I have several done by Giles, Day and Clark and you can actually trace the development with several. When Colt came out with their Gold cup .38 the magazines really gave the whole job a boost because adapting the .38 Super magazine was a real pain.

The very first guns used the original super barrel. The chamber area was reamed out and an insert silver soldered in. Then it would be chambered to .38 Spec.

A little later smiths got a Douglas barrel which was then sleeved into a conventional barrel that was cut off just in front of the chamber. This gave all the barrel areas that needed fitting (lugs. hood) which could then be built up by welding.

I'm pretty sure Clark was first to market barrels that were ready to go.

Remind me Terry and I'll bring a couple next year.
 

·
Registered
Joined
·
2,627 Posts
Discussion Starter #8
Alton S. Dinan was a CT. gunsmith who predated Clark. I can't say who "invented" the .38 Super Conversion but I think it would be more accurate to say Clark made it popular.

I have several done by Giles, Day and Clark and you can actually trace the development with several. When Colt came out with their Gold cup .38 the magazines really gave the whole job a boost because adapting the .38 Super magazine was a real pain.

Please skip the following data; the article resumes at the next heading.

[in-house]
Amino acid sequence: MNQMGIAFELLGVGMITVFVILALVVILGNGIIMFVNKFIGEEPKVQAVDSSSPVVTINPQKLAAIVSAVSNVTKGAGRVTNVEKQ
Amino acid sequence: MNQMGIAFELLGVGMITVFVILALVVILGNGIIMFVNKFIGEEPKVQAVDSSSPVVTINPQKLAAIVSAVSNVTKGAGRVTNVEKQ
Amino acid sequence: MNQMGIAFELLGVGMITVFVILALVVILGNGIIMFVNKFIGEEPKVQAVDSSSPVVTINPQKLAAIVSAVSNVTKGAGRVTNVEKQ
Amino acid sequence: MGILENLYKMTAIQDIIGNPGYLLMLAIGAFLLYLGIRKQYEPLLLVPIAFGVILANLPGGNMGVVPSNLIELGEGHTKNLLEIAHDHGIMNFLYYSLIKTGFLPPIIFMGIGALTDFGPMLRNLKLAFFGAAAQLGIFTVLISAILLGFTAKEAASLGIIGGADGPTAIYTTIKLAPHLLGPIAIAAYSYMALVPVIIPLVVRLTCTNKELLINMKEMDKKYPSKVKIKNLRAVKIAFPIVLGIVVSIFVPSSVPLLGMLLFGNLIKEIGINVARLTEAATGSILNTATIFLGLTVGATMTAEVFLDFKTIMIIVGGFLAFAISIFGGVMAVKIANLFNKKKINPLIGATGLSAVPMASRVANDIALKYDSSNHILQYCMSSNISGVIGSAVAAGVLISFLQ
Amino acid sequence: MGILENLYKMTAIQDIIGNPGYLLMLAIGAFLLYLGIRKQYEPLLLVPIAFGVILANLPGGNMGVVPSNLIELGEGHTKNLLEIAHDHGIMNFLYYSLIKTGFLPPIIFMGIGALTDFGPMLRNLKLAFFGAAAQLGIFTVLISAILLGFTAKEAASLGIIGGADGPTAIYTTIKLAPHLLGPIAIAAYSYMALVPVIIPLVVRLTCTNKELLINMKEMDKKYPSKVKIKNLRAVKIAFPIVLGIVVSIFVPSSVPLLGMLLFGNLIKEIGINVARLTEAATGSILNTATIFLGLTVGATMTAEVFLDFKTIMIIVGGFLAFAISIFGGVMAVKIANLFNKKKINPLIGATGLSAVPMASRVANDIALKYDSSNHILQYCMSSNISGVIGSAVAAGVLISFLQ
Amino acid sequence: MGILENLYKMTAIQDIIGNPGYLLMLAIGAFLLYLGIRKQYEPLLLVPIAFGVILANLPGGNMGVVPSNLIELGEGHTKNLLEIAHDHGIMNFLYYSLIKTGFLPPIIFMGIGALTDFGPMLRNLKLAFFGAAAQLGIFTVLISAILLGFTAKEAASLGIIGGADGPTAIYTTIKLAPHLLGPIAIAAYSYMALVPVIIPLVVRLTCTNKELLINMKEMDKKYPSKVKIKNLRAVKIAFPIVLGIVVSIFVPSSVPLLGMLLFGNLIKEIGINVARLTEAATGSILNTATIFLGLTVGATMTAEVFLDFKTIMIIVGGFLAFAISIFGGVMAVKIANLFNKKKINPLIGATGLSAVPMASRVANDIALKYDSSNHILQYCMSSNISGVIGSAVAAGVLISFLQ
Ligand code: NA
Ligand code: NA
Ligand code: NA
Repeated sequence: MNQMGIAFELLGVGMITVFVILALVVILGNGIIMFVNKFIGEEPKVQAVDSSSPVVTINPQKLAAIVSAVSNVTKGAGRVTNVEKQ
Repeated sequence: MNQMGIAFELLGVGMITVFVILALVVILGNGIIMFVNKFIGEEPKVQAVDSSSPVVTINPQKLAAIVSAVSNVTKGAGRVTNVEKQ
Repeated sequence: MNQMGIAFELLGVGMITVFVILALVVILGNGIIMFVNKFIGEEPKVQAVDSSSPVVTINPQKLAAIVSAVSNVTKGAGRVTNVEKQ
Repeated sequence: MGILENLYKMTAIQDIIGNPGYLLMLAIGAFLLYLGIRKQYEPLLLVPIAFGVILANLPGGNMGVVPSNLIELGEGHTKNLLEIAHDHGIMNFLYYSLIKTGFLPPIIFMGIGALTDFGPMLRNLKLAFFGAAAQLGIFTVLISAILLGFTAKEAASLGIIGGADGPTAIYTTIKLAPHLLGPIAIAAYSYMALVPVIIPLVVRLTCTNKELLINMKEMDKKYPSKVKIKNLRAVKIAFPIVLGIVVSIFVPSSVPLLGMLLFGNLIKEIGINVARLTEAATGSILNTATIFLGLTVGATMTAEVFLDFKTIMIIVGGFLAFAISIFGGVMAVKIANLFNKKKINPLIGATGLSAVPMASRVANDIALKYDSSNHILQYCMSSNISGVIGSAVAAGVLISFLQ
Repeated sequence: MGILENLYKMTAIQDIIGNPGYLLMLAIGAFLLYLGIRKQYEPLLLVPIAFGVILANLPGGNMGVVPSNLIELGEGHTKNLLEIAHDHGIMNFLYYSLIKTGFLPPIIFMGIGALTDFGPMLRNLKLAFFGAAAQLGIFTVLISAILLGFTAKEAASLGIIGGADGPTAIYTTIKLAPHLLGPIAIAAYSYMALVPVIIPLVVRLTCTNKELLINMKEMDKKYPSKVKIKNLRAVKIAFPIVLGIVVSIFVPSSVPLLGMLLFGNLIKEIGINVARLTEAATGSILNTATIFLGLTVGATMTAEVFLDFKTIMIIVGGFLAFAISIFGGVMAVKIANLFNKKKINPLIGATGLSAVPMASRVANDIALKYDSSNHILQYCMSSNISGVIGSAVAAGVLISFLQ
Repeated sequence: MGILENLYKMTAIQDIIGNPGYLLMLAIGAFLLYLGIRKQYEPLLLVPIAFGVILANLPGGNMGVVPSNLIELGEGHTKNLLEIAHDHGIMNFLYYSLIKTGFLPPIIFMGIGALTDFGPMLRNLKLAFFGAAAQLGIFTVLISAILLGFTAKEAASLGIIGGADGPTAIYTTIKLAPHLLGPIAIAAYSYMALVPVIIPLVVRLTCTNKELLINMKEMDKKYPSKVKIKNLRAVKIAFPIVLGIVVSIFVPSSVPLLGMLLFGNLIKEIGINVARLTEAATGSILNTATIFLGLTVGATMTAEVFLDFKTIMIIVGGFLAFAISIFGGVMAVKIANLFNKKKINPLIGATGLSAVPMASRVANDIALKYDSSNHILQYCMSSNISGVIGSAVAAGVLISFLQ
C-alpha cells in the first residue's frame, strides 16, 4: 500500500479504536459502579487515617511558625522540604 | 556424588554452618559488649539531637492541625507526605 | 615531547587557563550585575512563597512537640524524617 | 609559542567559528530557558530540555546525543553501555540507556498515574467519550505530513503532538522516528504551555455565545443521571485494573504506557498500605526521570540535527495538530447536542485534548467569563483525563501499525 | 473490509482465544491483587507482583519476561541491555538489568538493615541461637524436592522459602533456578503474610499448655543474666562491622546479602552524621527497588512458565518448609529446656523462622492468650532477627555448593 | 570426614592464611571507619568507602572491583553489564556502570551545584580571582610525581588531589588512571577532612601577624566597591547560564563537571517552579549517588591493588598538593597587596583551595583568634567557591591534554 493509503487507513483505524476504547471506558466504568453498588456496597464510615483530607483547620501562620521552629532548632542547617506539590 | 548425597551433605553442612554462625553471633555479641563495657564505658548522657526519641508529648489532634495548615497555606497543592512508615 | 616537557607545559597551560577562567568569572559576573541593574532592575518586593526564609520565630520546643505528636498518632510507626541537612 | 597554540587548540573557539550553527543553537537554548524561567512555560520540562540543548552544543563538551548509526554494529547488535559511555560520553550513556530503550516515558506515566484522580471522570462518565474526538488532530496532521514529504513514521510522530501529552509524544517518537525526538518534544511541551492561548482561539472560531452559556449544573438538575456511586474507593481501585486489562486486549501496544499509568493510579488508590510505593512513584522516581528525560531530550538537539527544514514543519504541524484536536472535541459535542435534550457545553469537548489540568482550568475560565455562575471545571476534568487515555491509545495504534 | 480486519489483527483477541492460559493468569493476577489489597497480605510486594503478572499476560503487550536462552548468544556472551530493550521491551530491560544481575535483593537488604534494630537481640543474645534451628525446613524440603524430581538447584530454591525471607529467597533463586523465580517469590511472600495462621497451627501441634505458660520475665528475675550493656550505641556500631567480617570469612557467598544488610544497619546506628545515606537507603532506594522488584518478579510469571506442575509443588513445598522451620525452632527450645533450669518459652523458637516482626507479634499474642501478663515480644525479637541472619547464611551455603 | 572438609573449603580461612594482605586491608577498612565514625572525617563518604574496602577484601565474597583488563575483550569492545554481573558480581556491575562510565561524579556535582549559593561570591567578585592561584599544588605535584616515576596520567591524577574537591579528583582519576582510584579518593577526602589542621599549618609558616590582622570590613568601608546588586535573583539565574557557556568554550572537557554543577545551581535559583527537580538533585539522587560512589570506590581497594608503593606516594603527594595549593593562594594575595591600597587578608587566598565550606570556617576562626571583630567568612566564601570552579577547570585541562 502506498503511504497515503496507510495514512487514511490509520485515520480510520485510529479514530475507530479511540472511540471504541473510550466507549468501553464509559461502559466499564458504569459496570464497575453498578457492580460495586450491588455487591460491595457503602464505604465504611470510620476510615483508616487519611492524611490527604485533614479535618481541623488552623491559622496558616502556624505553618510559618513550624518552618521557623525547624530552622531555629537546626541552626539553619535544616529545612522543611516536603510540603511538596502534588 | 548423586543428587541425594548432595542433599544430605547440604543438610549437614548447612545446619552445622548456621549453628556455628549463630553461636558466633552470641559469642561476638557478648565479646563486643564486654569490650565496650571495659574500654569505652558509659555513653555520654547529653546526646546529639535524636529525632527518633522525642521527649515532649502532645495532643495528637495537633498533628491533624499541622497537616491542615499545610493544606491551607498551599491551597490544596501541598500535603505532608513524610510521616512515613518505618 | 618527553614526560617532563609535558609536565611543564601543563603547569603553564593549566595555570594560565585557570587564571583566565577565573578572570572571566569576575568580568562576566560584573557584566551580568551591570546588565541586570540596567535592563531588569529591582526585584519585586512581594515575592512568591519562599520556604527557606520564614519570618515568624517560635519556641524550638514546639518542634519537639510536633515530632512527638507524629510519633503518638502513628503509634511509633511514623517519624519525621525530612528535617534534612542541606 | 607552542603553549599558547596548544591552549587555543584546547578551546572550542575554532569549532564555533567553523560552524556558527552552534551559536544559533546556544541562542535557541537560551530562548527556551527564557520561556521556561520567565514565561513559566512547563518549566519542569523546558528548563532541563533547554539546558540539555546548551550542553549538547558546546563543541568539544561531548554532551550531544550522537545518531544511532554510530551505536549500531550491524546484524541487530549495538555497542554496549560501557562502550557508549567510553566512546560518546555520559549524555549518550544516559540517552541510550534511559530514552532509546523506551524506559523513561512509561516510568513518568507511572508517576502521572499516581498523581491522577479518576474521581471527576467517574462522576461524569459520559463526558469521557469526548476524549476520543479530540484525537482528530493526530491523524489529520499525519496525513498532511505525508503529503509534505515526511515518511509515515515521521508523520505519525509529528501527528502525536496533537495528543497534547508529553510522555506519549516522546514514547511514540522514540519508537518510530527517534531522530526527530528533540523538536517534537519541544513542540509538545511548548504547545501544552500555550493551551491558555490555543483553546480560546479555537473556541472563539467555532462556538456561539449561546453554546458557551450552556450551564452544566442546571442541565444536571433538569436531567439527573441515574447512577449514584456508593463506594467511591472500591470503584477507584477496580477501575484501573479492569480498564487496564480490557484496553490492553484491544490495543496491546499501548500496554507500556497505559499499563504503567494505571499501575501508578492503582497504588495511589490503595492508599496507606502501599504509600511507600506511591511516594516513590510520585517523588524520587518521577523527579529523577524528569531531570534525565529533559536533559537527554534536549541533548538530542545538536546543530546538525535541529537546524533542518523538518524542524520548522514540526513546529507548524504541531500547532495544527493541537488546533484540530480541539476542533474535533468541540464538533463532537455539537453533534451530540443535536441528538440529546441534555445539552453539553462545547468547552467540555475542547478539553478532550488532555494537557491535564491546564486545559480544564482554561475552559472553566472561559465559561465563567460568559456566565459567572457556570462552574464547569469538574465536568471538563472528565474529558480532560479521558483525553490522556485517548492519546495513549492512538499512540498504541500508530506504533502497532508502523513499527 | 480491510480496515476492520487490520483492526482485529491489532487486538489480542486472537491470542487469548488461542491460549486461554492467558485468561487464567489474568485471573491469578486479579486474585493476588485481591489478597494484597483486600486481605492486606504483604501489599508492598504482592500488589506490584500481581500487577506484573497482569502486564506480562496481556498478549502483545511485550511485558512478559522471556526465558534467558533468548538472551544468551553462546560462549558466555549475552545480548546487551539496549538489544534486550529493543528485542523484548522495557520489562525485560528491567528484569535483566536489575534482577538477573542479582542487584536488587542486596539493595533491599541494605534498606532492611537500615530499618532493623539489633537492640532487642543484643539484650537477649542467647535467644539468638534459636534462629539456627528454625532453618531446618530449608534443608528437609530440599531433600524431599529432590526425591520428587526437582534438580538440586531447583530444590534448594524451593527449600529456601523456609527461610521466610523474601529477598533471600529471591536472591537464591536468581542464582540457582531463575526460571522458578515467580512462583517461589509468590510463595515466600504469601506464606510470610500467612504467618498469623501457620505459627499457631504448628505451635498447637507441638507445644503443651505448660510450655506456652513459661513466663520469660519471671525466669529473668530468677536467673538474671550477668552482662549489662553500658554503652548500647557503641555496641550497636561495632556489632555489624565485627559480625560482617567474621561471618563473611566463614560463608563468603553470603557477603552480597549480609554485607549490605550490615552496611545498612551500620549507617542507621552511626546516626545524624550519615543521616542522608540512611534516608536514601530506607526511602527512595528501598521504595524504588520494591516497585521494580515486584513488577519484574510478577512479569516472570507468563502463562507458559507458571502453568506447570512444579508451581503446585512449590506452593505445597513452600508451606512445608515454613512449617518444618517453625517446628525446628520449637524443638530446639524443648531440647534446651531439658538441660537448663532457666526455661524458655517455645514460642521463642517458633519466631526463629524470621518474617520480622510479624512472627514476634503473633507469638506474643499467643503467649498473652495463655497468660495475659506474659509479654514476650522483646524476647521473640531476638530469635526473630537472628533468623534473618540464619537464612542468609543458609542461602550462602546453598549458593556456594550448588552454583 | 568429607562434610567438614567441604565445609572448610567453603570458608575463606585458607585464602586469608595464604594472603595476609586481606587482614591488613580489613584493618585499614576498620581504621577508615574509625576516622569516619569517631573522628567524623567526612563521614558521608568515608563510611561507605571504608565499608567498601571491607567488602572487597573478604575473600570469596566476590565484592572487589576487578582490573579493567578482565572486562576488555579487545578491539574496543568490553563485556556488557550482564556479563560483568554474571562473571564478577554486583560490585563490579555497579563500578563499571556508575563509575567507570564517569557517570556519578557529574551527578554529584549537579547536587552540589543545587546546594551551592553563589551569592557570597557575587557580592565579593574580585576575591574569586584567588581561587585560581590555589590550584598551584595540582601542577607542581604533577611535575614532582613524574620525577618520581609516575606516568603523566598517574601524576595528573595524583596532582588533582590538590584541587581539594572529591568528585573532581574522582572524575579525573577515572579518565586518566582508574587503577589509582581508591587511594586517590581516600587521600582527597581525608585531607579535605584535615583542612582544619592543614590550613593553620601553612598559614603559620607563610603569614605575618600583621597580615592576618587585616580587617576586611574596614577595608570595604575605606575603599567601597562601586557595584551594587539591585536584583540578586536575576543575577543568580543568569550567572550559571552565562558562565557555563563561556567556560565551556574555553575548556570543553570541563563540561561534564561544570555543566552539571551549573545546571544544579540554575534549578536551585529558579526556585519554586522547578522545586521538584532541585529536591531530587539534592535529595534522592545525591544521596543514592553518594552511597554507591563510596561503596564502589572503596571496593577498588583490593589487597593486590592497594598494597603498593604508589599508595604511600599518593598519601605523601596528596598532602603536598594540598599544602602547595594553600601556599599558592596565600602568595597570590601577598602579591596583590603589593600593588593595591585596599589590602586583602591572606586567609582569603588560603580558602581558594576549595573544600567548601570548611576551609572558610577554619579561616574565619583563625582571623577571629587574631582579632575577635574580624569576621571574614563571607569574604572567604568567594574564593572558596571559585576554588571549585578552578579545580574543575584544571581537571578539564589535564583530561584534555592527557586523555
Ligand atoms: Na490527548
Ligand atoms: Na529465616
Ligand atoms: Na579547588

The very first guns used the original super barrel. The chamber area was reamed out and an insert silver soldered in. Then it would be chambered to .38 Spec.

A little later smiths got a Douglas barrel which was then sleeved into a conventional barrel that was cut off just in front of the chamber. This gave all the barrel areas that needed fitting (lugs. hood) which could then be built up by welding.

I'm pretty sure Clark was first to market barrels that were ready to go.

Remind me Terry and I'll bring a couple next year.
I was sure you would know, Charlie. And believe me, I'll remind you. Might have to try and scare up some .38 Special Match ammo.

Oh, and by the way... you :rock:
 

·
Premium Member
Joined
·
7,055 Posts
I left out Bob Chow...

The most informative thing is to shoot the Colt Gold Cup .38 which is direct blowback vs one of the conversions which is locked breech.
 

·
Registered
Joined
·
2,627 Posts
Discussion Starter #10
The older I get the more I learn. I didn't realize Colt ever manufactured a Gold Cup in .38 Special. I always thought they were strictly custom or semi custom builds. Goes to show you...
 

·
Premium Member
Joined
·
1,277 Posts